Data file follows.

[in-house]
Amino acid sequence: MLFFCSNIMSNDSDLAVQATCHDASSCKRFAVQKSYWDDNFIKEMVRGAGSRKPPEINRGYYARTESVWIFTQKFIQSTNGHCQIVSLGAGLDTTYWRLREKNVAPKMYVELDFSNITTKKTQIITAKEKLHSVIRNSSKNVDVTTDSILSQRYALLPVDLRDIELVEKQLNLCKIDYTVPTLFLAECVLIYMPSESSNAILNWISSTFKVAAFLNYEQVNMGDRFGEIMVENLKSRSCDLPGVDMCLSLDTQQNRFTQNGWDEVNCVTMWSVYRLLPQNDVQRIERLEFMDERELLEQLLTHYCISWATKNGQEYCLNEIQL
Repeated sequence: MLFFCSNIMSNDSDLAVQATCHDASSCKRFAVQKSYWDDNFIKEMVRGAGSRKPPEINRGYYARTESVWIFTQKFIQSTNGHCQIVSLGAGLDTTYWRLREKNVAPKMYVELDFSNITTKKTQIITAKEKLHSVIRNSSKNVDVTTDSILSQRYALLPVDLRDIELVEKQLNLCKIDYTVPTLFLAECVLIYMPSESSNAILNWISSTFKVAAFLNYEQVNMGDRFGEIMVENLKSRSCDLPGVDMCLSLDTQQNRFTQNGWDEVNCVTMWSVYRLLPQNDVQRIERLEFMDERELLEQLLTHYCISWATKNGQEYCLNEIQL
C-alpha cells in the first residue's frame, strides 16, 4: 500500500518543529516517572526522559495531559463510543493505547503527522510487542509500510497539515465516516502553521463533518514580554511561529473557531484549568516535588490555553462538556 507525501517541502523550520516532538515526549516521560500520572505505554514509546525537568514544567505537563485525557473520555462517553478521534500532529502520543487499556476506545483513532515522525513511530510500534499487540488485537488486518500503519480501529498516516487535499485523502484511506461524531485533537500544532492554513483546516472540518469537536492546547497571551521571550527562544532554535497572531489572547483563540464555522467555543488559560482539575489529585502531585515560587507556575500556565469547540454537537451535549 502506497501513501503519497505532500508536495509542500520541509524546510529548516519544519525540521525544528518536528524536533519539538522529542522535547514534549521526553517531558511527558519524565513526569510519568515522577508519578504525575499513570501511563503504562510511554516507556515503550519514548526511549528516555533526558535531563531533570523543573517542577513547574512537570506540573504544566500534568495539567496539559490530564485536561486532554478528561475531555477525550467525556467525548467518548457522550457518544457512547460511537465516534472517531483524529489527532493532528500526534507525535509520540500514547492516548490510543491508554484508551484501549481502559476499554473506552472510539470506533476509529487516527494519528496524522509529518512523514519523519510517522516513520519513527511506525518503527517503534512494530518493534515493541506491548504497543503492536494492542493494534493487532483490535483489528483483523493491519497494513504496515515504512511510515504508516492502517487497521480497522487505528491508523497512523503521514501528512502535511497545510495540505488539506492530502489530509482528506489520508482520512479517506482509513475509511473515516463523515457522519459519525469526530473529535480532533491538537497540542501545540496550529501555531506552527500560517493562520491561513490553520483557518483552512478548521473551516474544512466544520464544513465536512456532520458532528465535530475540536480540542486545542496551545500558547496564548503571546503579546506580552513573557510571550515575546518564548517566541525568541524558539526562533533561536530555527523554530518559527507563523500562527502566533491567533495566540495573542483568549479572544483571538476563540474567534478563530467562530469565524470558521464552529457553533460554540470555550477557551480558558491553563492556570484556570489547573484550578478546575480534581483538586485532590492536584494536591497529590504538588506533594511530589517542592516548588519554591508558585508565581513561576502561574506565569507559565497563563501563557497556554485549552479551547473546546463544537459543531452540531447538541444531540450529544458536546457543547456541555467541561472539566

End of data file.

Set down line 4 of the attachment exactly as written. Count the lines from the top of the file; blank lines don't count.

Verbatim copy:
C-alpha cells in the first residue's frame, strides 16, 4: 500500500518543529516517572526522559495531559463510543493505547503527522510487542509500510497539515465516516502553521463533518514580554511561529473557531484549568516535588490555553462538556 507525501517541502523550520516532538515526549516521560500520572505505554514509546525537568514544567505537563485525557473520555462517553478521534500532529502520543487499556476506545483513532515522525513511530510500534499487540488485537488486518500503519480501529498516516487535499485523502484511506461524531485533537500544532492554513483546516472540518469537536492546547497571551521571550527562544532554535497572531489572547483563540464555522467555543488559560482539575489529585502531585515560587507556575500556565469547540454537537451535549 502506497501513501503519497505532500508536495509542500520541509524546510529548516519544519525540521525544528518536528524536533519539538522529542522535547514534549521526553517531558511527558519524565513526569510519568515522577508519578504525575499513570501511563503504562510511554516507556515503550519514548526511549528516555533526558535531563531533570523543573517542577513547574512537570506540573504544566500534568495539567496539559490530564485536561486532554478528561475531555477525550467525556467525548467518548457522550457518544457512547460511537465516534472517531483524529489527532493532528500526534507525535509520540500514547492516548490510543491508554484508551484501549481502559476499554473506552472510539470506533476509529487516527494519528496524522509529518512523514519523519510517522516513520519513527511506525518503527517503534512494530518493534515493541506491548504497543503492536494492542493494534493487532483490535483489528483483523493491519497494513504496515515504512511510515504508516492502517487497521480497522487505528491508523497512523503521514501528512502535511497545510495540505488539506492530502489530509482528506489520508482520512479517506482509513475509511473515516463523515457522519459519525469526530473529535480532533491538537497540542501545540496550529501555531506552527500560517493562520491561513490553520483557518483552512478548521473551516474544512466544520464544513465536512456532520458532528465535530475540536480540542486545542496551545500558547496564548503571546503579546506580552513573557510571550515575546518564548517566541525568541524558539526562533533561536530555527523554530518559527507563523500562527502566533491567533495566540495573542483568549479572544483571538476563540474567534478563530467562530469565524470558521464552529457553533460554540470555550477557551480558558491553563492556570484556570489547573484550578478546575480534581483538586485532590492536584494536591497529590504538588506533594511530589517542592516548588519554591508558585508565581513561576502561574506565569507559565497563563501563557497556554485549552479551547473546546463544537459543531452540531447538541444531540450529544458536546457543547456541555467541561472539566